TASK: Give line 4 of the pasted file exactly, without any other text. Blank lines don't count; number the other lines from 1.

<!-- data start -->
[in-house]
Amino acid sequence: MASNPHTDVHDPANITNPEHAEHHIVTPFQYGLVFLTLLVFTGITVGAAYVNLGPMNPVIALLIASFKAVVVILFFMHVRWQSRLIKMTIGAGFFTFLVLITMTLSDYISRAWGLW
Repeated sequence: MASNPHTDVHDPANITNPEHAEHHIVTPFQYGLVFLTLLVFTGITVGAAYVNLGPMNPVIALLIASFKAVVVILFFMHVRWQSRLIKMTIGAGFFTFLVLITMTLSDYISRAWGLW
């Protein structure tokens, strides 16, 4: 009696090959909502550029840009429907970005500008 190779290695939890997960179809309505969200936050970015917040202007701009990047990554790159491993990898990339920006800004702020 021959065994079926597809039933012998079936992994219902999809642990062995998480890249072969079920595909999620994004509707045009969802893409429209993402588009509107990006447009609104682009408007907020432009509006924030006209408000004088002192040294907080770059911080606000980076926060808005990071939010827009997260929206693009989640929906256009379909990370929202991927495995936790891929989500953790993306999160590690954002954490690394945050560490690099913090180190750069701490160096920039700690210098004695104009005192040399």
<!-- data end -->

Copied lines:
């Protein structure tokens, strides 16, 4: 009696090959909502550029840009429907970005500008 190779290695939890997960179809309505969200936050970015917040202007701009990047990554790159491993990898990339920006800004702020 021959065994079926597809039933012998079936992994219902999809642990062995998480890249072969079920595909999620994004509707045009969802893409429209993402588009509107990006447009609104682009408007907020432009509006924030006209408000004088002192040294907080770059911080606000980076926060808005990071939010827009997260929206693009989640929906256009379909990370929202991927495995936790891929989500953790993306999160590690954002954490690394945050560490690099913090180190750069701490160096920039700690210098004695104009005192040399």